If a field input restriction exists, but more than one mode can meet the needs, the automatic selection can become more complex to design. If the keypad is already is in allowed mode, no change will take place. If not, the first or most similar available mode will be used. For example, if symbols are disallowed, the Abc mode should be the first selection, but ABC, Word and 123 modes can also be used and switched between.
Make sure these labels are clearly readable, and are obviously associated with the input method. Field level labels should be attached to the edge of the field in some manner, so they are clearly associated. Tabs hanging off the field are most typical.
You can apply this principle within any interactive design to indicate fields with exceptional entry (such as all-numeric) even the OS has no universal indicator itself.
Labels must not only clearly explain the current mode, but should also be designed to associate with each other, so changes do not confuse the user. Employ the same symbology and typography, at the same size, color and overall contrast; if outlined, do not have one mode be a solid. For graphic labels, consider an anchoring icon, from which all the indicators are built.
All labels must change immediately upon a switch of the input mode.
Mode labels may disappear when irrelevant, such as as when not in focus for field level indicators, or when no input is available on the page, for viewport level indicators. This may be advantageous if space is at a premium, and additional information may be presented. However, there can be advantages is offering the information, so carefully consider the downsides to decluttering techniques like this before implementing them.
The phone Dialer keypad and some other specialized keypads such as calculators, generally will not need such indicators due to the lack of a mode change. Dialers, for example, support Accesskeys and sometimes use other shortcuts to return results considering both text and numeric input, but this is not a mode switch. When text entry is allowed for a Search Within pattern on the address book, or for recent calls, these are usually switched to at a higher level within the application, and are not just an entry mode switch.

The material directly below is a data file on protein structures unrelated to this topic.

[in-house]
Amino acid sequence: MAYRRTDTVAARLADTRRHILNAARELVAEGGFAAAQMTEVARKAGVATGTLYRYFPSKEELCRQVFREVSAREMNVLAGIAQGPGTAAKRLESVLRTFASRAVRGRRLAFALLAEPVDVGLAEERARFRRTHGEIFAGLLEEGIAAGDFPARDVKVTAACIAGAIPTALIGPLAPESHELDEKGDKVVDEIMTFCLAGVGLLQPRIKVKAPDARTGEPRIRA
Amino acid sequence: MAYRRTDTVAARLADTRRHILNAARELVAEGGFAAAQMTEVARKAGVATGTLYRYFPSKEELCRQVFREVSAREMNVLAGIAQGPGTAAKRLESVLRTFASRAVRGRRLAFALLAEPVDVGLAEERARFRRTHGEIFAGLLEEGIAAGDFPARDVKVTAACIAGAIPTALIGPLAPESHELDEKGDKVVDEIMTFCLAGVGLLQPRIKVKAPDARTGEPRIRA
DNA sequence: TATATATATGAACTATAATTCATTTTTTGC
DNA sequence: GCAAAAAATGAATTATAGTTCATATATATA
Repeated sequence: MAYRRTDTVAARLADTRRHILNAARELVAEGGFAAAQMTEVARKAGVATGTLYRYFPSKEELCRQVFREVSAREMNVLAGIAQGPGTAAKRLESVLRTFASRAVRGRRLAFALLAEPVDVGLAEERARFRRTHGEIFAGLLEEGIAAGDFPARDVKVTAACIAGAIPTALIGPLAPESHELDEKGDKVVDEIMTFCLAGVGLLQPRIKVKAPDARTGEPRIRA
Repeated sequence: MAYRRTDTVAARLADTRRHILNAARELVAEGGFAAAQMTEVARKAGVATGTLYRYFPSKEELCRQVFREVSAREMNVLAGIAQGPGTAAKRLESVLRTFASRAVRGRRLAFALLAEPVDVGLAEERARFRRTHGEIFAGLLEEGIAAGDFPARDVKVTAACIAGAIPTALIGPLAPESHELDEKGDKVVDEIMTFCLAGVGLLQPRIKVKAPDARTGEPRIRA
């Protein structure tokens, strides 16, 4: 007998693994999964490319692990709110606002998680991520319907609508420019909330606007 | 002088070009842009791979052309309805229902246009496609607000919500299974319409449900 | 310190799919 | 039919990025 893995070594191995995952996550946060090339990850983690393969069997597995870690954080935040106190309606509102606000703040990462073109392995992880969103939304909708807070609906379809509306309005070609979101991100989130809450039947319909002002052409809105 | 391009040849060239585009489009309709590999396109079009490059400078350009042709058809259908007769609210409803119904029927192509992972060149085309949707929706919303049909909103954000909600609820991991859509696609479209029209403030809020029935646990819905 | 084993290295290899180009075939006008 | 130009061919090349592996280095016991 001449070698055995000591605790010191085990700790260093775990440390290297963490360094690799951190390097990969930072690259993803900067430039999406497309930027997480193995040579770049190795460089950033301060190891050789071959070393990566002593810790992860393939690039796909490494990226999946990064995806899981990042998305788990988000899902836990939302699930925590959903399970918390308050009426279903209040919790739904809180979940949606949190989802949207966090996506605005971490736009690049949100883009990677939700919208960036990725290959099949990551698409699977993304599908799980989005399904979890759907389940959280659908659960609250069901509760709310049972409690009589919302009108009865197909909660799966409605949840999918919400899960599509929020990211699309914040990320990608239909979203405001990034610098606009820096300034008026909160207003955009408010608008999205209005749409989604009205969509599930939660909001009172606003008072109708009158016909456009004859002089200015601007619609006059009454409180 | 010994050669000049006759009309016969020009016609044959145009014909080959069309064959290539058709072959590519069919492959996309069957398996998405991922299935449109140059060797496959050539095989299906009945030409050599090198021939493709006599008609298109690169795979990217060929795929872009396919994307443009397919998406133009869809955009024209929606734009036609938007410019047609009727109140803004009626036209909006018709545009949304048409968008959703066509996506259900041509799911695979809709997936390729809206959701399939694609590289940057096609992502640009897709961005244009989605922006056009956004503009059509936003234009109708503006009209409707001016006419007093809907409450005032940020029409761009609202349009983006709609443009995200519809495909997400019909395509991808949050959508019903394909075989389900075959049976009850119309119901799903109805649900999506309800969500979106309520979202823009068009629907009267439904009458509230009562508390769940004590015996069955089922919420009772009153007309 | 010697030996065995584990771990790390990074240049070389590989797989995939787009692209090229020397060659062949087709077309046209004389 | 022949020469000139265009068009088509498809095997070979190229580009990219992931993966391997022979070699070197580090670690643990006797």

On the other hand, within the Dialer, do go ahead and use an Input Method Indicator if any confusion may arise from restricting multi-purpose input methods. For example, if a hardware keyboard is used, but only numeric entry is allowed, the lock to numeric input should be indicated on the screen.
Never display a mode label that is unavailable, or prevent input by allowing the user to select an improper mode then blocking input or displaying errors. Always switch to the best available mode instead.
Do not allow the indictor to scroll off the screen, or be obscured by input panels or modal dialogues. If the indicator cannot be locked to the viewport and made to be be always on top, use a field level indicator instead.
Do not use both field and screen level indicators. If field level exceptions are needed, they should be displayed as field "hints" or as contextual content, not as an interactive control or indicator.
Avoid jargon or brand names for labels unless very well known. T9 is an almost generic shorthand for predictive word entry. As long as your device uses Nuance/Tegic T9, you may use that label. If you use a home-grown solution (so are legally barred from using the label "T9") do not use your abbreviation, and use a generic word or symbol.